Rather than piggybacking data on to the initial request, the UE can receive an assignment for an amount of data to be sent, according to what resources are available in the system. Then data can be included within the second part where the scheduling request is made, according to the scheduling allocation. That is, the access point may allocate some or no additional bandwidth. When additional scheduling resources are allocated, the data is able to be sent because with the provided additional bandwidth on the scheduling request resource. Thus, rather than having the traditional two-part approach to scheduling requests where data is sent on a third round-trip of message exchanges, the access point can determine whether the addition of the additional bandwidth request allows the UE (user equipment, also referred to as a user device) to start the data traffic one round trip time earlier than the traditional procedure.
As mentioned above, a preamble extension on the access request could indicate a traffic classification. Current UMTS (Universal Mobile Telecommunication System) defines four traffic classes: conversational class, streaming class, interactive class, and background class. Implementing the extended request message with UMTS allows selection of bandwidth assignments based on the traffic class. Any of the four traffic classes could be indicated by two additional bits in the preamble (e.g., through the use of a lookup table (LUT) with the two bits indexing the LUT to map a bit pattern to one of the four classes). Thus, traffic class information for UMTS can be indicated with two bits in the preamble.
As mentioned above, providing the preamble extension can decrease the data transmission latency by one round trip time compared to traditional bandwidth request procedures. In one embodiment, the extended request can be referred to as a “fast access request” procedure. Instead of strictly implementing the traditional two-part bandwidth request procedure, the access point can allocate a fixed amount of bandwidth to the UE for data transmission on the second part, if there are available UL slots. The amount of additional bandwidth is implementation specific, and one example implementation is illustrated below.
UE 110 also includes processor 120, which represents one or more processing devices. As is understood, UE 110 can include different receive and transmit signal processors, a baseband processor, etc., whether single or multiple core processors. In one embodiment, processor 120 includes certain components (e.g., if processor 120 is composed of multiple physical devices) that enable functionality for generating an access request message with an extended preamble. In another embodiment, processor 120 is coupled to such components. In another embodiment, the components represent components of processor 120 (e.g., processing elements of a field- or gate-programmable device, logic modules implemented as hardware or software logic, etc.).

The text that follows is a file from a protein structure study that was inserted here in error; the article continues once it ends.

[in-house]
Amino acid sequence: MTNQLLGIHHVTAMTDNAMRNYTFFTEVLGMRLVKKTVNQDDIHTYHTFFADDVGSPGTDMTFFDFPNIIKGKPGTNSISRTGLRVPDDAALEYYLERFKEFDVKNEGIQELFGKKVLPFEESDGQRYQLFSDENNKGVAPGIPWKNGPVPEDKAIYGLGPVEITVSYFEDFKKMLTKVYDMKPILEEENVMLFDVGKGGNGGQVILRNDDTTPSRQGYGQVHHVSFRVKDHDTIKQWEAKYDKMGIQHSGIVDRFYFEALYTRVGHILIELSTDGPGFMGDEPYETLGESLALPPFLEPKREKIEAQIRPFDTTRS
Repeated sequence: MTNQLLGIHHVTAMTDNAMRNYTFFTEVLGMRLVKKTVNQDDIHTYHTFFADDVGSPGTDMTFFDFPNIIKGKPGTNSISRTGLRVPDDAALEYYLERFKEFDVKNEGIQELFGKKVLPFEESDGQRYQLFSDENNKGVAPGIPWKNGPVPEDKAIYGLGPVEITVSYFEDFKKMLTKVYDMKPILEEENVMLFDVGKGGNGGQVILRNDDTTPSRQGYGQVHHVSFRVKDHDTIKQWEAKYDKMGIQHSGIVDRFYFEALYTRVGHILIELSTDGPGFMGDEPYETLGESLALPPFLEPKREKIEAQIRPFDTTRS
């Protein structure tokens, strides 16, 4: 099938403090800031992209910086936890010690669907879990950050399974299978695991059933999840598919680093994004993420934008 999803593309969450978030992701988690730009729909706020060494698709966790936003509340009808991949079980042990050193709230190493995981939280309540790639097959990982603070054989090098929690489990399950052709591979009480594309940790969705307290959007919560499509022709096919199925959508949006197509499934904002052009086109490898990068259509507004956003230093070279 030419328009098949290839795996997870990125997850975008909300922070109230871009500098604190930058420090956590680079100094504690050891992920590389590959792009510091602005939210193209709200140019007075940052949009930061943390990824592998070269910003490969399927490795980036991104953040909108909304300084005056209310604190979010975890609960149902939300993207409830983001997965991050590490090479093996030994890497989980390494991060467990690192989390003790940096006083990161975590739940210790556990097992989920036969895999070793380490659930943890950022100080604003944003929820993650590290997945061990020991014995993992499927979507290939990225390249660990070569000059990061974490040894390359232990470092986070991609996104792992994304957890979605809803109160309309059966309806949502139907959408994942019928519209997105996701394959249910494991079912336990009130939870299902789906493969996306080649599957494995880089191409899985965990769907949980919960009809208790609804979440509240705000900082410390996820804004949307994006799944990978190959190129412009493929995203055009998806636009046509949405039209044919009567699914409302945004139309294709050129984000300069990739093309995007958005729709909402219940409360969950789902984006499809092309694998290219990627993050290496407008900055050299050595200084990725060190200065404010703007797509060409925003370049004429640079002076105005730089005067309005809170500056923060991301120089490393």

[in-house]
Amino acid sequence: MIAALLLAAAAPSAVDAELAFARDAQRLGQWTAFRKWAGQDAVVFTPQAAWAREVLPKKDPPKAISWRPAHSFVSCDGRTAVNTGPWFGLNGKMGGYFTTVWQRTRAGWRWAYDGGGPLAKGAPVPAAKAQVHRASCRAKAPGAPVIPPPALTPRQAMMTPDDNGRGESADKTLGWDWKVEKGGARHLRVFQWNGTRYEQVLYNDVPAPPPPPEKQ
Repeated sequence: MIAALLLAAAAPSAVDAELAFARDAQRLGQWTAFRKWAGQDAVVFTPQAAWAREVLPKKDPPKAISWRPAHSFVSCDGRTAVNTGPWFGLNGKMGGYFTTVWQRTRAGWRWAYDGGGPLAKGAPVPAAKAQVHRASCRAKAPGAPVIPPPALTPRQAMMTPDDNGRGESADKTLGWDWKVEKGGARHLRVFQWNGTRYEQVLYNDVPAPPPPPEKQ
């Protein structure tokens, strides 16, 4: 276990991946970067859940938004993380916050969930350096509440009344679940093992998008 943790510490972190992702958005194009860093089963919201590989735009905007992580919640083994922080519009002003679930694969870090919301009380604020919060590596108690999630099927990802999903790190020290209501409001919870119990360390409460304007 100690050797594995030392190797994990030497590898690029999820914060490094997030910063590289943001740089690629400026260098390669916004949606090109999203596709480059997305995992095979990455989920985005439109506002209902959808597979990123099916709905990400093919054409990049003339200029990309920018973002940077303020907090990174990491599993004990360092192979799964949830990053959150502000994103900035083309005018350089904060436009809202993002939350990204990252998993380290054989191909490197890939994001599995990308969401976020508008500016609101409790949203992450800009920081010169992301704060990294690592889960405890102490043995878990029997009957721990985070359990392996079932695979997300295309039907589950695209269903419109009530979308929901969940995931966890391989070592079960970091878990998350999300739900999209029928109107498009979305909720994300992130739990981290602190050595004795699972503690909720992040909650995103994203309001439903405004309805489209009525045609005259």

In one embodiment, processor 120 includes channel selector 122, which enables UE 110 to select a channel on which to communicate (either transmit or receive). The channel can be a random access channel on which the extended request described herein can be transmitted. UE 110 is able to tune to, lock timing, etc., to a channel via channel selector 122. Channel selector 122 also allows UE 110 to access and transmit on a channel assigned by base station 140.
Scheduler 124 represents one or more components that enable UE 110 to determine or detect timing information and/or frequency information for knowing what channel or slot is available for communication to the base station. In one embodiment, scheduler 124 represents components that generate information that can affect a scheduling allocation assigned from base station 140. For example, scheduler 124 may determine class information for a message to transmit, or other configuration information related to the UE or a message to be sent.
Message processor 126 may refer to either or both of an incoming message processor or an outgoing message processor. An incoming message processor can identify what additional bandwidth, if any, has been allocated for a scheduling process. If additional bandwidth is allocated, message processor 126 as an outgoing message processor includes message data up to the amount allocated by the base station. In certain cases the message may be small enough to send the entire message in the bandwidth allocated for the scheduling exchange. In some cases, an amount of additional bandwidth will be allocated, but it will be less than what is requested with the preamble extension. Thus, message processor 126 as an outgoing message processor prepares a message in response to the assignment received.